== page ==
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He described the 70 per cent being charged by the government as high, adding that time had come for it to be reduced.

In achieving this, he said, the government could still retain the 35 per cent import duty while the additional 35 per cent levy could be tinkered by bringing it downwards.

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He said, “First, we must understand the fact that smuggling in most cases did not really occur because of the tariff that is placed on goods in Nigeria.

“When we talk about vehicles, yes, new vehicles attract 70 per cent duty; that is 35 per cent duty and 35 per cent levy but most of the vehicles that are being smuggled through our borders are not new vehicles, they are used vehicles.

The Minister of Finance, Mrs Zainab Ahmed, who unveiled the Strategic Revenue Growth Initiative, said that the government was concerned about the inability of some of its agencies to meet their revenue target.

She admitted that it had become a challenge for the government to mobilise fiscal resources to deliver on its developmental objectives, adding that President Muhammadu Buhari had directed that revenue generation needed to be enhanced.

According to her, while oil revenue to oil Gross Domestic Product ratio stands at about 39 per cent, non-oil revenue to non-oil GDP is about 4.2 per cent.

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24 days to Election in Nigeria, Obiageli Ezekwesili quits presidential race.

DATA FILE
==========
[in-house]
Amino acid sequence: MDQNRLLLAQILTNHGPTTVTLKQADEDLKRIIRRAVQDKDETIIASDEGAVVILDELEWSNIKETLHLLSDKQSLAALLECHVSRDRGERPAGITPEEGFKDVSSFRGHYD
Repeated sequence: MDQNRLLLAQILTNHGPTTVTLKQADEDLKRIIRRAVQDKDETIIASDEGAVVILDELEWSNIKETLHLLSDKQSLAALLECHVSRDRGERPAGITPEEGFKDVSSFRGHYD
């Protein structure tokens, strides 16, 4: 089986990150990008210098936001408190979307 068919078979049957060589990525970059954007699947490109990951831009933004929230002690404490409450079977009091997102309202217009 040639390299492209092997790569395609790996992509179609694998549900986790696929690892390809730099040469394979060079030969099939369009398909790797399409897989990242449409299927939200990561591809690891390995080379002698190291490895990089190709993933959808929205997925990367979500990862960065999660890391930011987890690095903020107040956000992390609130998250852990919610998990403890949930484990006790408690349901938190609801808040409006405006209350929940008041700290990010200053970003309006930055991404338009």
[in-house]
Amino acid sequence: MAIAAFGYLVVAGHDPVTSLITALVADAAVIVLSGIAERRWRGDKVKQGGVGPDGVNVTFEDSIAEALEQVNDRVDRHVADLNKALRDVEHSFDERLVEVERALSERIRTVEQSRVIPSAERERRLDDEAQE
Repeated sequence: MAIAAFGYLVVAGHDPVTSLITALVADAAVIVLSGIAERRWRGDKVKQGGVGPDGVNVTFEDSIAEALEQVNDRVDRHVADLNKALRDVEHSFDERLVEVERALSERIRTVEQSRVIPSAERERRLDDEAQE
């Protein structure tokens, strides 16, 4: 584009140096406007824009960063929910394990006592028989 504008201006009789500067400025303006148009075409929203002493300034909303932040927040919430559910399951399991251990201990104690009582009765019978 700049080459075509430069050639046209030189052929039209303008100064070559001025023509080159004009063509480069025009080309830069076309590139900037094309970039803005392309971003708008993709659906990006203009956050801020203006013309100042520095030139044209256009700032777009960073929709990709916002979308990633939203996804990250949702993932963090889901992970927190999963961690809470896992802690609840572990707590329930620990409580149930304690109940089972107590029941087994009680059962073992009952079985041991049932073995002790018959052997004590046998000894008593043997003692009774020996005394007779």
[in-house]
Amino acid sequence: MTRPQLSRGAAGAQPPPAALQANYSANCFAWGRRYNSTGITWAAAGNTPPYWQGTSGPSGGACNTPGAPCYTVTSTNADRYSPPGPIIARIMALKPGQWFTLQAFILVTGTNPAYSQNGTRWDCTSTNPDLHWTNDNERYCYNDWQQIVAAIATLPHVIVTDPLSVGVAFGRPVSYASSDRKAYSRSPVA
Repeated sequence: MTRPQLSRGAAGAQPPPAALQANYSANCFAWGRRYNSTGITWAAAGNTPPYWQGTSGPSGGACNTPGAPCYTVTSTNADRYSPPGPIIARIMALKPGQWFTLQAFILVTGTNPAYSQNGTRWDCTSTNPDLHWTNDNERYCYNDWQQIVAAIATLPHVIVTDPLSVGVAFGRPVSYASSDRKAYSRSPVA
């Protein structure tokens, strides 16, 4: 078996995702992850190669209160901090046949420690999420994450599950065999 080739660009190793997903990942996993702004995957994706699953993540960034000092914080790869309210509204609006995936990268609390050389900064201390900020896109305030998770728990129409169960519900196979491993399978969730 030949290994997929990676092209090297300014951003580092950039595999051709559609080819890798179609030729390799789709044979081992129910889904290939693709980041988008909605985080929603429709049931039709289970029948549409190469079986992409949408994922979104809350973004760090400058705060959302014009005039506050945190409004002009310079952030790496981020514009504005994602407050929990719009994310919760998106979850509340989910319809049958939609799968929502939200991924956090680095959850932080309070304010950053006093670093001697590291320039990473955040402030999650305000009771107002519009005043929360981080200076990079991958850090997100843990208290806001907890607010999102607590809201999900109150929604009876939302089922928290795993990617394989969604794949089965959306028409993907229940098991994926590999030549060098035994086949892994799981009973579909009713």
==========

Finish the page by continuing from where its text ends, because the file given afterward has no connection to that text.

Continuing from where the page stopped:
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The leading female candidate in Nigeria’s presidential election said on Thursday she had withdrawn from the race weeks ahead of the poll to help build a coalition to provide a viable alternative to the country’s two main parties.

Former government minister Obiageli Ezekwesili, co-founder of a group to raise awareness about more than 200 girls kidnapped by the militant Islamist group Boko Haram in 2014, said on Twitter that she had been in talks for three months with other candidates about a coalition.



Nigeria’s presidential election is scheduled to take place on Feb. 16. The main candidates in the race to head Africa’s top oil producing country are the incumbent, Muhammadu Buhari, and Atiku Abubakar, a former vice president who is representing the main opposition People’s Democratic Party (PDP).

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“I have decided to step down from the presidential race and focus on helping to build a coalition for a viable alternative to the #APCPDP in the 2019 general,” said Ezekwesili in a tweet.

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Ezekwesili was not considered to be among the frontrunners in the race. Analysts see President Buhari and Abubakar as the only genuine contenders due to the financial power and patronage networks provided by their parties.

Ezekwesili, a former government minister, is a founder of the civil society organization Transparency International. She was considered for the 2018 Nobel Peace Prize in recognition of her anti-corruption work.